• A climb to the peak of Crouching Tiger Mountain reveals the forms of the dragon head and neck (upper) and queen’s face (lower, inverted) connected by the bridge of friendship which spans the waters.

  • Liuzhou’s spectacular development of a mile long cascade and glowing cityscape proved to be an inspiration to Cincinnati city leaders, like so many other interesting and avant garde features of our Sister City.

  • Fossils from the Cincinnatian Period
    Cincinnati is known throughout the world for the abundant and beautiful fossils found in limestone and shale sediments left on the sea floor during the Ordovician Period, about 450 million years ago—220 million years before the dinosaurs lived. The shallow sea that covered much of what is now the North American continent was filled with marine life - trilobites, bryozoans, brachiopods, mollusks, echinoderms, and graptolites. So famous are these Ordovician fossils and rocks of the Cincinnati region that geologists use the term "Cincinnatian" for strata of the same age all over North America.

  • Native Plants of the Ohio River Valley
    Our woodland environment has been blessed with rich soils pushed to the front of Ice Age glaciers. The Ohio River and tributaries are surrounded with forests and fields abundant with trees, flowers and seed producing vegetables that have nurtured a thriving animal community throughout time. Featured are Karner Blue and Tiger Swallowtail butterflies, White Oak, Sycamore, American Elm, Black Walnut, Cottonwood, Red Maple, Bellwort, Columbine, Virginia Bluebells, Sweet Cicely, Jewelweed, Purple Coneflower, Blackeyed Susans, Blazing Star, Violets, Corn, Beans, Squash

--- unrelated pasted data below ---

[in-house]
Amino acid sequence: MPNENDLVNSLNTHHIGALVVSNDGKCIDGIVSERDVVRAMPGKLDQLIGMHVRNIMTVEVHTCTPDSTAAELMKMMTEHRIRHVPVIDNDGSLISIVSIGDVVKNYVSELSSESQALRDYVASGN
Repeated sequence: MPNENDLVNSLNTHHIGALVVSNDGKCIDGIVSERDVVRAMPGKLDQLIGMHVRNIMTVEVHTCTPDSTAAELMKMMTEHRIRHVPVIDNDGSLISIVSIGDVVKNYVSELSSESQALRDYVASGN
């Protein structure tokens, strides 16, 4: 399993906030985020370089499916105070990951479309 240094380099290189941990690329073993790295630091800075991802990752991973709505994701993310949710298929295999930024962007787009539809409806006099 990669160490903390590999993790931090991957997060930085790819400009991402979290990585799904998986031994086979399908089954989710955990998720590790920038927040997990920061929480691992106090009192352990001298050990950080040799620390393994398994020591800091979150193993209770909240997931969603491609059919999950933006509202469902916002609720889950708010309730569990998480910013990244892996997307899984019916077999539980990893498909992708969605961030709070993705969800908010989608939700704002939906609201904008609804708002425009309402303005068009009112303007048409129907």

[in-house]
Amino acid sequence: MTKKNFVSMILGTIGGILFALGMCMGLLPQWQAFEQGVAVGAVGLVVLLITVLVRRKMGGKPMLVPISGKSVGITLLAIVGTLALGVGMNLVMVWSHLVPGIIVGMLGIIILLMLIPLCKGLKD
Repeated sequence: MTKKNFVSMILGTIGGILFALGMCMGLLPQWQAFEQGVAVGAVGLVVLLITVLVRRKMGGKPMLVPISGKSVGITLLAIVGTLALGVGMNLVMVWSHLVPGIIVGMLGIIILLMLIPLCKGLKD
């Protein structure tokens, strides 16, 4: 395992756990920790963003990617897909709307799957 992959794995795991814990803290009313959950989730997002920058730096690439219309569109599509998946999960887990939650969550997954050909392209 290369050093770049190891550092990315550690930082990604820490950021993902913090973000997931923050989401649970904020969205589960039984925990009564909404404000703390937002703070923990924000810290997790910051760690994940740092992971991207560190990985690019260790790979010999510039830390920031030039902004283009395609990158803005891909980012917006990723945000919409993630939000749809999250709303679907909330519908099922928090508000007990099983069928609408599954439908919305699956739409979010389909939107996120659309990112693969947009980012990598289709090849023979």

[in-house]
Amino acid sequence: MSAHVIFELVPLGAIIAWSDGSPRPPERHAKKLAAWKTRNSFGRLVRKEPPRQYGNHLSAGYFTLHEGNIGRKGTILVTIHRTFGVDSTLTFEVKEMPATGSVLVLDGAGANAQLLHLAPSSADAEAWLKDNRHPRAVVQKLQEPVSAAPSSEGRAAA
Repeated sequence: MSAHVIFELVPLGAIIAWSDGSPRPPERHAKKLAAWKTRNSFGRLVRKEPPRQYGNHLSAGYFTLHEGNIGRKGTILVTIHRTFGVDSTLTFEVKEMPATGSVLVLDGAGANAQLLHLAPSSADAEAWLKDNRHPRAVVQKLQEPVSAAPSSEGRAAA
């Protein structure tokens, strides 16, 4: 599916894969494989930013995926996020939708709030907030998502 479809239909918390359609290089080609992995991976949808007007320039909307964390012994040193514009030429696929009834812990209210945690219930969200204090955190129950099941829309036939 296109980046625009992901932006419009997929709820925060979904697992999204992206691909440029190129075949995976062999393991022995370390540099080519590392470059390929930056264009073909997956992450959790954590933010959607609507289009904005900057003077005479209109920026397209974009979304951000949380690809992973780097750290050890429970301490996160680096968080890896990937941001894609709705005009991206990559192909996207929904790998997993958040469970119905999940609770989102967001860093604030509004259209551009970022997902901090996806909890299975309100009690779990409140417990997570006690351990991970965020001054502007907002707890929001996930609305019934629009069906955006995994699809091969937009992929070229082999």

• Symbolic Imagery of the Adena and Hopewell Peoples
    The Adena people were mound builders and Ohio’s first farmers, living in villages where they supplemented their food sources with hunting abundant wildlife and gathering fruits and seeds from native plants. Their rich cultural and spiritual life is communicated to us through the stone, copper and pottery objects discovered within their mounds. The most famous of these ceremonial structures is the Serpent Mound in Adams County. The Hopewell people, also settled farmers, grew out of the Adena culture. Their concern for the welfare of the dead is expressed through symbolic diagrams engraved on clay and stone tablets, depicting sacred animals and a world of upper and lower realms.

  • Immigration to Cincinnati
    The Ohio River brought the earliest east coast immigrants to Losantiville, the name first given to Cincinnati. John Cleves Symmes led 60 persons and 14 four-horse wagons into lands inhabited by the Miami, Shawnee, Wyandot and Delaware natives. When Fort Washington was established in 1789, the trust in additional military security increased the flow of settlers who arrived by flatboats and keelboats. Steamboats ruled the rivers for decades, until farther-reaching railroad systems overtook water traffic. When automobiles became dominant in the 20th century, Powell Crosley’s lightweight automobile offered an energy-efficient option to the larger and heavier models out of Detroit.